Back Lane Wineries of Napa by Tilar Mazzeo

Back Lane Wineries of Napa by Tilar Mazzeo

Author:Tilar Mazzeo [Mazzeo, Tilar]
Language: eng
Format: epub
ISBN: 978-1-60774-591-4
Publisher: Clarkson Potter/Ten Speed/Harmony
Published: 2014-05-19T16:00:00+00:00

GHOST WINERIES

Napa’s modern reputation as a premium wine region dates from the 1970s, when a small group of pioneering vintners made their way onto the world stage with wines that started winning some of the industry’s most prestigious tasting contests. This was not a new development in the county, however. It was a return to a winemaking tradition that had flourished in Napa more than a hundred years earlier. By the 1860s, the Napa Valley was renowned as a grape-growing region, and the wines made here were exported around the world. By the early twentieth century, it was already a tourist destination. Then came Prohibition, which stymied the flourishing winemaking culture and stalled the local economic engine for a generation. Vineyards were pulled up and replanted with fruit orchards. Wineries went out of business, and the buildings were turned into hay barns, left abandoned, or sometimes stealthily burnt to the ground for insurance money. Winemaking in much of Napa was on hold until the renaissance of the 1970s.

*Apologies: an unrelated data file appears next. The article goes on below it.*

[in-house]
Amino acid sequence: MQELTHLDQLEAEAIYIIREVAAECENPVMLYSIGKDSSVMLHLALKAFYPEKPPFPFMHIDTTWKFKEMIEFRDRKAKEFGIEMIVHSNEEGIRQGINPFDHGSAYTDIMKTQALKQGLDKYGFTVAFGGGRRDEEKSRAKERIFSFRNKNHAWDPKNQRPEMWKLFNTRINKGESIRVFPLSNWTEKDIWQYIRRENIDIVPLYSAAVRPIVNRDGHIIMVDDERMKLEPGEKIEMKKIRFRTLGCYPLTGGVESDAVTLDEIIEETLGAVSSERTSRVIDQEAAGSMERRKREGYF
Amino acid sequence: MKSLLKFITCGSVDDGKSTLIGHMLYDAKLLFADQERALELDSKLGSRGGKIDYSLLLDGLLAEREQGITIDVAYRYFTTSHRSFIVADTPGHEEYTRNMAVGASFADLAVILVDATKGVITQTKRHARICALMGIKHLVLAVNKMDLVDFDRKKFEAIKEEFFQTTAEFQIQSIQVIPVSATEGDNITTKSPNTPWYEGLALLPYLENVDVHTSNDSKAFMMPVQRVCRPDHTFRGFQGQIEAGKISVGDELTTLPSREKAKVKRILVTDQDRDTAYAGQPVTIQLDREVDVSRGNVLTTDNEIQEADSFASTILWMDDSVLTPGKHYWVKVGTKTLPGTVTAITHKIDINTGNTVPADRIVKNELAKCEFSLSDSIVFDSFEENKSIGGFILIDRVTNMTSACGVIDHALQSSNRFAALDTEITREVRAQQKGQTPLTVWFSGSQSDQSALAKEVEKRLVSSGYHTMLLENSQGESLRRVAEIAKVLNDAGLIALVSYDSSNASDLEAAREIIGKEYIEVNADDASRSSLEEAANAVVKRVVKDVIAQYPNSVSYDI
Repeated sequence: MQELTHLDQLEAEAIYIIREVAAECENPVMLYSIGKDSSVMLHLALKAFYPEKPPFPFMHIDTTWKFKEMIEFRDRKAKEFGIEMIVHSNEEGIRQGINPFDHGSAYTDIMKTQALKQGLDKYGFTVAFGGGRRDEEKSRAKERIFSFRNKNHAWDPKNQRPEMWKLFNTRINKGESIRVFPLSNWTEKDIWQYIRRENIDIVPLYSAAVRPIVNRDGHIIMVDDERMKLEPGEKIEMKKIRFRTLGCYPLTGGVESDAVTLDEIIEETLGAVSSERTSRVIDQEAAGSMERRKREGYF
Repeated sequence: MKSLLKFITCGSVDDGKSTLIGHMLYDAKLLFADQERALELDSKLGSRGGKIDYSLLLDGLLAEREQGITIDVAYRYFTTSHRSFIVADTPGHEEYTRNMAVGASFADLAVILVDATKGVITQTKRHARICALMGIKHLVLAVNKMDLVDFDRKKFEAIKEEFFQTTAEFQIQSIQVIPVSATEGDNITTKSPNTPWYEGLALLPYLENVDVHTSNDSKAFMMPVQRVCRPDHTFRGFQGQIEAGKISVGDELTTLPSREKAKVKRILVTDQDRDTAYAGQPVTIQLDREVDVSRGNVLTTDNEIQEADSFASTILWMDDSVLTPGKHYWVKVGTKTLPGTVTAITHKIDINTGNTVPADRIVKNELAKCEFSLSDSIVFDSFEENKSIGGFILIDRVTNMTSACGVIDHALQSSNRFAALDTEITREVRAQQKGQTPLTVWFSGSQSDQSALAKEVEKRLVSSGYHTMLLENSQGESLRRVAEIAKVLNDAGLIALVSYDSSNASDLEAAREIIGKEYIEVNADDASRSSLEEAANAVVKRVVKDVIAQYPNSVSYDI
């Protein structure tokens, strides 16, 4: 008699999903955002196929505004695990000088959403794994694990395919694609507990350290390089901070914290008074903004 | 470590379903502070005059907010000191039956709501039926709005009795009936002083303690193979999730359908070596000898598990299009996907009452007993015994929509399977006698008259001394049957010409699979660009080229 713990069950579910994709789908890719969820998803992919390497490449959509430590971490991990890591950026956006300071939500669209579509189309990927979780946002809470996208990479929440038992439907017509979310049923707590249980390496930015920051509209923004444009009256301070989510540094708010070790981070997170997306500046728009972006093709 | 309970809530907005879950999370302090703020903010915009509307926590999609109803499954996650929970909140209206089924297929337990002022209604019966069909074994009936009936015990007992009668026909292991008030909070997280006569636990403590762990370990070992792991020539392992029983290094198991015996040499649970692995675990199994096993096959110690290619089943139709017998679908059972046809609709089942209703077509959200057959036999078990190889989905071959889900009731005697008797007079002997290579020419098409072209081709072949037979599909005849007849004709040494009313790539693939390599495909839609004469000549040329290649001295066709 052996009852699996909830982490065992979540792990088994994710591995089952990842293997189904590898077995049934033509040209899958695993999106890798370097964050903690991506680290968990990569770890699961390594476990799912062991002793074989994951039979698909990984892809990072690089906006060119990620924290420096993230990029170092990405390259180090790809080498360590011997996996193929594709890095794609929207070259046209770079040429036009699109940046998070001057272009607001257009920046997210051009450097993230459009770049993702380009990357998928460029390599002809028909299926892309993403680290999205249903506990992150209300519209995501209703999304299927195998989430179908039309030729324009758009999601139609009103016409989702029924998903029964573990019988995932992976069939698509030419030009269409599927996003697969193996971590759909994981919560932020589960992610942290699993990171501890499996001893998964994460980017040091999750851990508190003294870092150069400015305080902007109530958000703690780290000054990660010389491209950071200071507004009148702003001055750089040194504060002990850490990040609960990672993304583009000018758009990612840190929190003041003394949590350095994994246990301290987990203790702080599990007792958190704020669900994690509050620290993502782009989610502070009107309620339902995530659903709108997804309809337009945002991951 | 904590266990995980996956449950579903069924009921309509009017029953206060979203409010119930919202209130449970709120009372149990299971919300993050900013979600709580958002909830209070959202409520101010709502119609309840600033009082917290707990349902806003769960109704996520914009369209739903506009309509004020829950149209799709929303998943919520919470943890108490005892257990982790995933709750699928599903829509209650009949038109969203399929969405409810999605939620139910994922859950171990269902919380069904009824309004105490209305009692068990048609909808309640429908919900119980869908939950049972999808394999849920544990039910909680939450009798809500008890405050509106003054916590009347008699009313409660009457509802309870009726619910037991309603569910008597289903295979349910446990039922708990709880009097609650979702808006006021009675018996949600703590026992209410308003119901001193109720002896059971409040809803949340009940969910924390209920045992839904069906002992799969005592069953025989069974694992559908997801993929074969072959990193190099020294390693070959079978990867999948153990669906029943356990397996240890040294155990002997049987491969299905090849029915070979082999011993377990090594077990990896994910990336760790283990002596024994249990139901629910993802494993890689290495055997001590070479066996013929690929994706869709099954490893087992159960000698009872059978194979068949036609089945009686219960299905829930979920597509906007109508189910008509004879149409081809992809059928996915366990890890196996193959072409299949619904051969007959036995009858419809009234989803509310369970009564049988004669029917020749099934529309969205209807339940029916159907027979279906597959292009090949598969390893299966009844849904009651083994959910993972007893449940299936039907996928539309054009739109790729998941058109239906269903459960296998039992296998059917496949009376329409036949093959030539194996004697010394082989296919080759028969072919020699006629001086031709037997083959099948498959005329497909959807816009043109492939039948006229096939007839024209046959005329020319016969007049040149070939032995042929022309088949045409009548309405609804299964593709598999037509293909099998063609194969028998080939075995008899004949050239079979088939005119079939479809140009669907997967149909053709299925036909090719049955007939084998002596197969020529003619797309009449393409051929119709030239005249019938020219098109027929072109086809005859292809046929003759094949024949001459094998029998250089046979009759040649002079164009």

But not all the vineyards were destroyed. A small proportion of those early plantings survived on family ranches, and today a handful of producers offer “old vine” wines made from pre-Prohibition vineyards. Not all the wineries fell to ruin, either. Those that survived are known as “ghost wineries.” Sometimes they are abandoned properties in the midst of vineyards, where you can take a twilight tour and experience shades of old Napa. Sometimes they have been converted to new uses. Increasingly, the ghost wineries are being restored to active production, largely due to local efforts in historic preservation and a licensing regulation that makes the expensive and complicated process of bonding a winery in the valley vastly simpler for any owner who can prove that a historic winemaking facility once existed on the property. Today, there are several dozen active ghost wineries in the Napa Valley, each with a storied past, and there are likely to be more in the decades to come.



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